But flying the early mail routes was always costly in more ways than the initial fleet of planes; it was costly in the deaths of so many pilots who died flying in fog, storms and weather that would have grounded anyone but air mail flyers. To make matters worse, many costly planes were lost when the pilots escaped foul weather by bailing out.
One pilot who left his plane in a dense fog bank north of San Francisco, carrying mail but no passengers, revealed later that his plane “came down by itself with the mail, and would have made a perfect landing had there not been a mound of dirt in the middle of the field.” That made the aircraft cart-wheel “into a total loss.”
In fact, it was the pilots who opposed PAT buying new Fokker Universal, five-place aircraft that helped to meet the growing demand for more passenger seats on the coast route-without having to sit on mail bags. They knew they wouldn’t be able to get out of a tight flying predicament by abandoning the plane if it was filled with people, not just mail sacks, according to Wilbur Gorst’s book on his father’s experiences.
In 1928, to raise money, Gorst sold 73 percent of his successful Pacific Air Transport Co. to Bill Boeing for $94,000, then immediately handed the money back to Boeing to buy one of his new B-1D Flying Boats “for an Alaska mail contract I have in mind.”
In 1929, Gorst began the first air ferry service over Puget Sound between Seattle and Bremerton. A 15-mile trip, it was the shortest airline in the country. That same year, he launched the first commercial flights over the Gulf of Alaska, between Juneau and Cordova, carrying the first airmail letters in that state, along with passengers.
That was also the year his flying service became the first to use beaching ramps on the Seattle and San Francisco waterfronts to load passengers. Later that year, his airline was the first to deliver newspapers to Ketchikan, Alaska, on the same day they were printed in Seattle. A year later he began flying floatplanes filled with eager fishermen into high lakes in the Cascade Mountains east of Seattle.
In 1930, however, the federal government objected to the Seattle company owning not only in Boeing Air Transport and Pacific Air Transport but also Varney Air Lines and National Air Transport. Gorst was the first to propose a solution that found favor with government regulators: merging all four transport services to form United Air Lines.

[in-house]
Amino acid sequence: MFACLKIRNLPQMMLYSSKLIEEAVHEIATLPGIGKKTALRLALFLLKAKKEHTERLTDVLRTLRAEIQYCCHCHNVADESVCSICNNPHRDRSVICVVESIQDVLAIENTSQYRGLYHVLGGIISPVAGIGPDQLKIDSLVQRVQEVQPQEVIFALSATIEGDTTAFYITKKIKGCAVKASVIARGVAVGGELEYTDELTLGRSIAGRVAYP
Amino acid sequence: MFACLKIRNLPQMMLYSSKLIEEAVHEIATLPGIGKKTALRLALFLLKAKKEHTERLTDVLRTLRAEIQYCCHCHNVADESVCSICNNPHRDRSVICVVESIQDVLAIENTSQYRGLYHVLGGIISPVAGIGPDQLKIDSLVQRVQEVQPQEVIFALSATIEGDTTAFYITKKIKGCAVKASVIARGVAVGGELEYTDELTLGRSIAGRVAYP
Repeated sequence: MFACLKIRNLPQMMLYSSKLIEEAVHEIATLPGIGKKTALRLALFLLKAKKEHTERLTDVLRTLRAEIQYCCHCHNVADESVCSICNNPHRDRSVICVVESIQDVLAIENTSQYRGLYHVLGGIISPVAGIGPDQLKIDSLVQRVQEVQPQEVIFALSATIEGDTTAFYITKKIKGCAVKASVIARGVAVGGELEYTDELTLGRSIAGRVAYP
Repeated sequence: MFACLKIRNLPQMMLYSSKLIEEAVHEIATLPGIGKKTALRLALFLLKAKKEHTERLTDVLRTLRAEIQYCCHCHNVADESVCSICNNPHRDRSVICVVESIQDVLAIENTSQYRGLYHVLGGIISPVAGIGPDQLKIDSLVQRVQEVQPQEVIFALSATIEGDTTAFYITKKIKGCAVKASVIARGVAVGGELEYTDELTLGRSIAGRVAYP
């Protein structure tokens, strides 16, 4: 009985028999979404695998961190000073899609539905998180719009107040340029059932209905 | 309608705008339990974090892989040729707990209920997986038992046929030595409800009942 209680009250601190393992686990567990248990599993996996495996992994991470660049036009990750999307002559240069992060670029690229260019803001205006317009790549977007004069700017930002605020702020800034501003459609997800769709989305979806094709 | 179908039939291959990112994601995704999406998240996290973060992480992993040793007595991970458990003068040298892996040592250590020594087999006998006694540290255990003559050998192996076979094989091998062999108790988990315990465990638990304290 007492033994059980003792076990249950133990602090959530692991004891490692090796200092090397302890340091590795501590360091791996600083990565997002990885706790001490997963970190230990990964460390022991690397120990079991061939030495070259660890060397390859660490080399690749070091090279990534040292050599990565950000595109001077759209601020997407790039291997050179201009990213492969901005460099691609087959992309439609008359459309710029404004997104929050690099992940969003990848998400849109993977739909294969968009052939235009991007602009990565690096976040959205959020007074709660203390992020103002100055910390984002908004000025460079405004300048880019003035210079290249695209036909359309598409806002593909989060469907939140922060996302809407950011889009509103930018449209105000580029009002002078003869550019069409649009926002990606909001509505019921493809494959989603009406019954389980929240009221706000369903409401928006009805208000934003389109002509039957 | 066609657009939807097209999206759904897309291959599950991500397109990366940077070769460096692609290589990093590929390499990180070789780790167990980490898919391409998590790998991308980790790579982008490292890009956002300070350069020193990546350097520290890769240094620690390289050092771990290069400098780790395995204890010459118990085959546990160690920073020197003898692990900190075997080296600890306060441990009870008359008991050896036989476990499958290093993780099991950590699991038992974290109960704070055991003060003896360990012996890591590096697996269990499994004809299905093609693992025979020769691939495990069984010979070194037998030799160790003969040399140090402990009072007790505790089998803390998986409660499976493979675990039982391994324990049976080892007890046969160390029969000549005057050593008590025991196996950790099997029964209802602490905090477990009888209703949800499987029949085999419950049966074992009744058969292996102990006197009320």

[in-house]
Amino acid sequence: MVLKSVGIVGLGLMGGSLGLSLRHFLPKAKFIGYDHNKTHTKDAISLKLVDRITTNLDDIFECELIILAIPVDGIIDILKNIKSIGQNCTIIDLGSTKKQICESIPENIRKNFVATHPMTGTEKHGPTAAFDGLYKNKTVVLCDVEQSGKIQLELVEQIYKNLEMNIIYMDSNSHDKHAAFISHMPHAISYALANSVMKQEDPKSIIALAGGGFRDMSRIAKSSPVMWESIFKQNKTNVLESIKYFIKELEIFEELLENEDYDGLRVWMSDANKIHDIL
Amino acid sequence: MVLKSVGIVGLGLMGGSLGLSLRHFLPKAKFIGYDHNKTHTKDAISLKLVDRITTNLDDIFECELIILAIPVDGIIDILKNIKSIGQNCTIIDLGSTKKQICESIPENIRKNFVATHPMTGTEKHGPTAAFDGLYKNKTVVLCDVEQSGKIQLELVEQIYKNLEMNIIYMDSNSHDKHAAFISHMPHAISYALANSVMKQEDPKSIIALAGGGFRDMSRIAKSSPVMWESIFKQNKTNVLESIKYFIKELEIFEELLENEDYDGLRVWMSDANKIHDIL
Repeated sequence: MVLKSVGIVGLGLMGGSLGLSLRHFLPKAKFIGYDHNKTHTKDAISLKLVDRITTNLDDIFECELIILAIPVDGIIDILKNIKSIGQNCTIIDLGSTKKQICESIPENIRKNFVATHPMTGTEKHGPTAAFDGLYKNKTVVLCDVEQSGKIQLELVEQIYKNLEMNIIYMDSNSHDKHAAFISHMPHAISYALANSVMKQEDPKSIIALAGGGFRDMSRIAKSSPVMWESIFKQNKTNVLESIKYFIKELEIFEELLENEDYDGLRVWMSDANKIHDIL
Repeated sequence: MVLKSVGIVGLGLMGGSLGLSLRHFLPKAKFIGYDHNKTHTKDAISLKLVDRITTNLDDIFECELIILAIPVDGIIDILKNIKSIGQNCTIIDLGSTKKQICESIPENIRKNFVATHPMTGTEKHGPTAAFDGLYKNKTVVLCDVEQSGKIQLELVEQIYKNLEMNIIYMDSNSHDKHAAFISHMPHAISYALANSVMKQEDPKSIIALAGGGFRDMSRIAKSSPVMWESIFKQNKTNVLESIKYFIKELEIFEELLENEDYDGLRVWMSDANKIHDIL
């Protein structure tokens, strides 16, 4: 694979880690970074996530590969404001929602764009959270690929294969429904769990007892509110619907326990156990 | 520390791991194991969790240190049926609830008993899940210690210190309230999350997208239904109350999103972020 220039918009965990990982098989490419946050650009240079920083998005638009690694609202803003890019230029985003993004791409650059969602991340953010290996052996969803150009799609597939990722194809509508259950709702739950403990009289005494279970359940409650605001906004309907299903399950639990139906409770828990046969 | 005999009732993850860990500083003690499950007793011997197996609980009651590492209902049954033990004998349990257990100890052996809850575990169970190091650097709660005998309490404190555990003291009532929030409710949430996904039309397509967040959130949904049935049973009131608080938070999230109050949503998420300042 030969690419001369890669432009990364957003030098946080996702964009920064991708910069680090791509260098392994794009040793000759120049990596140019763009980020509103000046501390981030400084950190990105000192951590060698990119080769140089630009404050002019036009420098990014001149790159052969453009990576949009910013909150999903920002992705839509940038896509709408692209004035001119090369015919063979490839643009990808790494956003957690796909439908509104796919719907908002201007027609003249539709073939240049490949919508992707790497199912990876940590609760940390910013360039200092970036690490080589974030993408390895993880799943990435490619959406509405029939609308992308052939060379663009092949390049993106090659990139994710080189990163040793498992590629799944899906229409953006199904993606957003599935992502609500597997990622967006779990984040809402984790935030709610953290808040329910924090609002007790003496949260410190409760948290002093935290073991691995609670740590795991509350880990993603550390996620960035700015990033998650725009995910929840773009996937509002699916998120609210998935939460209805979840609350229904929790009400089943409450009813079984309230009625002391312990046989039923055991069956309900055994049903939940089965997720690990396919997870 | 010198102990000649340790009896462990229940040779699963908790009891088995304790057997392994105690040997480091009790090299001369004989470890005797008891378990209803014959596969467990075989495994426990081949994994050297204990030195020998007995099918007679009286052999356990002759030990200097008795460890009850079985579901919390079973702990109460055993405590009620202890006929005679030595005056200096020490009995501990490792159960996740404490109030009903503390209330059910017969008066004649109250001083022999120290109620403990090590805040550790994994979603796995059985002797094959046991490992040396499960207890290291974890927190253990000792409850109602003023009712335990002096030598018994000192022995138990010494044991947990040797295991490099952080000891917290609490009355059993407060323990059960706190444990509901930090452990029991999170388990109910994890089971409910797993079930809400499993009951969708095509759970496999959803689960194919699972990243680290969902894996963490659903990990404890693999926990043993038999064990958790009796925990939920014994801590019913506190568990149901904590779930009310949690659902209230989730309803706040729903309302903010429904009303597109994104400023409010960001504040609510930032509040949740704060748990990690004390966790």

Despite the benefit of his earlier Alaskan gold, for most of his life Gorst always had more ideas than money and frequently had to search for financing or swap stock in Pacific Air Transport to get operating money or planes. But he never stopped dreaming and launching new ventures.
“He had a great sense of humor, great inventiveness and energy. One of his favorite sayings was, ‘Ain’t we got fun.’ He always had fun at everything he did,” grandson Garry Gorst said. “The government was smaller then; he knew the U.S. Postmaster General and people all along his mail routes.”
Wendy Brady’s mother, Norma, remembers her Uncle Vergne, as she prefers to spell his name, as “a kind, good-looking man with rusty hair and a grin on his face.”
“He was full of ideas, adventuresome and always a favorite at family gatherings,” she said. “When something didn’t work for him he would try another option, never giving up. I’m proud I had the opportunity to go up with him in one of his flying machines.”
Vern Gorst’s love for aviation made flying a part of the Gorst family, too, spanning five generations from Vern to Wilbur, to Garry, a son and a daughter, plus, most recently, the soloing of Garry and Olive’s grandson.
By the time of his death at 77, in 1953, Vern Gorst had lived to see his dreams of air transportation grow into a national network of airlines that changed commerce, the aviation industry and people’s lives, Wilbur Gorst wrote in his book. He closed it by noting that his father’s “remains were flown from Portland to Sacramento, Calif., for interment”-by United Airlines.